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The kiosks, along with tablets that a handful of associates carry around with them, are important, DeSanto says, because the store has only a small fraction, 4.5%, of the 150,000 items Staples.com offered as of August. The store lacks the space to carry desks and other large products featured in traditional Staples stores, so store shoppers looking to buy those items have to consult with an employee or use a kiosk. Despite the smaller size, the retailer aims for the smaller-format stores to retain 95% of their sales. Sargent, in an August earnings call, said several of the eight omnichannel stores now open are meeting this goal, and some are exceeding their previous sales volume.
Better training is part of the way that Staples aims to retain sales, he says. For instance, the retailer now requires sales managers to undergo online and in-person training to become a Staples-certified expert in a specific area, such as Windows 8, the latest iteration of Microsoft Corp.'s PC operating system, to better help them sell, DeSanto says.
Better trained staff will lead to a better in-store experience, he says, which should lead to more sales. Industry-wide research supports the claim. A recent report by research firm CFI Group found that a one-point move in a 100-point satisfaction scale leads to a jump in revenue that ranges between 0.5% and 1.5%. And half of all specialty retail shoppers in a CFI survey said that their interactions with associates influenced whether they were satisfied with their trip to a store, as did sales promotions, return policies and loyalty programs.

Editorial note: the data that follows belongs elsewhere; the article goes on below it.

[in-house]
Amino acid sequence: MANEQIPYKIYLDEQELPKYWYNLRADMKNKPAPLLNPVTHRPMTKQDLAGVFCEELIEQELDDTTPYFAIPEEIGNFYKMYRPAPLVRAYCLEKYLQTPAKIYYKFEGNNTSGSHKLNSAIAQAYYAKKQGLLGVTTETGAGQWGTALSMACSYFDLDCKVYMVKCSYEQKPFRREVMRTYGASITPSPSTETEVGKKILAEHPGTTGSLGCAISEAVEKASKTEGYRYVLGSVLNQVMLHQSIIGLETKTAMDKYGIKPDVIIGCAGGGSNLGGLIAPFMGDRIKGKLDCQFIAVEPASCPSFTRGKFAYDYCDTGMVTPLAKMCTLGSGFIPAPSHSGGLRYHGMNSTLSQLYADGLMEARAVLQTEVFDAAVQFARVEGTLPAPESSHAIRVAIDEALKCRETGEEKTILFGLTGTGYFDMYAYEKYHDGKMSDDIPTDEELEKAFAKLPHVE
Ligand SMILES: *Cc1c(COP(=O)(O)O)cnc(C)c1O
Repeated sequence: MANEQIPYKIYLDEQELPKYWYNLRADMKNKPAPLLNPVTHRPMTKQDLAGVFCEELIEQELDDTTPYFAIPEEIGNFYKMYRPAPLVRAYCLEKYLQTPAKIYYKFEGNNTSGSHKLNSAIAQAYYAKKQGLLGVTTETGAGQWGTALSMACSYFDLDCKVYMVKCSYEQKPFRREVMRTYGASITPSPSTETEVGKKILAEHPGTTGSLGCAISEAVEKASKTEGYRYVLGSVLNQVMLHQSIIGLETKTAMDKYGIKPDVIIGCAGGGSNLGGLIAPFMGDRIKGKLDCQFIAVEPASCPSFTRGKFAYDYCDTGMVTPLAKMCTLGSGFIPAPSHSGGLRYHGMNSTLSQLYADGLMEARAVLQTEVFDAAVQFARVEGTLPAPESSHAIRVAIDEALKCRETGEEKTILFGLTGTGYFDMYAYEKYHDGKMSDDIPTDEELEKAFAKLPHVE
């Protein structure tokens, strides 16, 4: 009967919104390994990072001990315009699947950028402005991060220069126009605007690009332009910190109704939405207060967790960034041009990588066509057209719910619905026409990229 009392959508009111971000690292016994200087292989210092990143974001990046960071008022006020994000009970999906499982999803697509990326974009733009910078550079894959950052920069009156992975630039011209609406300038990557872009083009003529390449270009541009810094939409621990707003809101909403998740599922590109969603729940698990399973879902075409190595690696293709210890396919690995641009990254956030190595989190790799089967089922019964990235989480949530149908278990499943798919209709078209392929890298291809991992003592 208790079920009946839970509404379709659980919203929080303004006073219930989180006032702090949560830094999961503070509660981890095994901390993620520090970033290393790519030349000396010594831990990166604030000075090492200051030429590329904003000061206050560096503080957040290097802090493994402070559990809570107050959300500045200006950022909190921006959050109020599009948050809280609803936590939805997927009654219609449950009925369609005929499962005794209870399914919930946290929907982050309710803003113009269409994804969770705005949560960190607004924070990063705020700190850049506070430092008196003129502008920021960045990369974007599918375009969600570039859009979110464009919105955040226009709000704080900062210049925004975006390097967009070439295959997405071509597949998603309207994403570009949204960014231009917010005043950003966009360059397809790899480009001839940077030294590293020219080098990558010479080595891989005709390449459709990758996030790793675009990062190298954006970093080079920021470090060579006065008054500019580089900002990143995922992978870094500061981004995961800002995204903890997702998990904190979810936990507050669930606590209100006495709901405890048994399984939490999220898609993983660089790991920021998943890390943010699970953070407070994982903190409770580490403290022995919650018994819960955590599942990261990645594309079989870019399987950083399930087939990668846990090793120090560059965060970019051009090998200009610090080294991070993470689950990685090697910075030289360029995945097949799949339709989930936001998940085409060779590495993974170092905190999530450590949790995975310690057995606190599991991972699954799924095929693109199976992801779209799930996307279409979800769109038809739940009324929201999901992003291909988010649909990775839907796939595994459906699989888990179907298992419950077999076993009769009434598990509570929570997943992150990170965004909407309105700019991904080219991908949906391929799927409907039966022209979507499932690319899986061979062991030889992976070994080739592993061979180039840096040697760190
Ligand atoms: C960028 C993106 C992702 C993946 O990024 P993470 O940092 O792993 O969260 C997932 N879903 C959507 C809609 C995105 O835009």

Well-trained workers who help shoppers find what they're looking for is one way a retailer like Staples can differentiate itself from its online and offline competition, says Paula Rosenblum, managing partner of research and advisory firm Retail Systems Research LLC. "If I'm going to get up and schlep to a store, I want something more than just a kiosk when I get there," she says. "I want someone to help me. I want someone who can talk to me about what I'm looking for."
A broad selection of merchandise also increases shopper satisfaction, according to the CFI survey. And Staples has embarked on a rapid push to expand the number of SKUs it carries on the web—by the end of the year it aims to offer 300,000 SKUs online—largely by moving into new verticals, like medical supplies. Almost all of those SKUs are drop-shipped by suppliers to customers, eliminating the need for Staples to use or add additional storage space in its more than 30 fulfillment centers dedicated to e-commerce.
The idea is that Staples—through both its business-to-business division that serves large companies and government agencies, and the consumer-facing Staples.com site—already sells to businesses like a doctor's office their pens, paper and other supplies. Why not also sell them the scrubs and tongue depressors, cleaning and break room supplies that they also need, says Masud, who, while at Amazon was tasked with expanding the retail giant's SKU count in categories such as mobile electronics.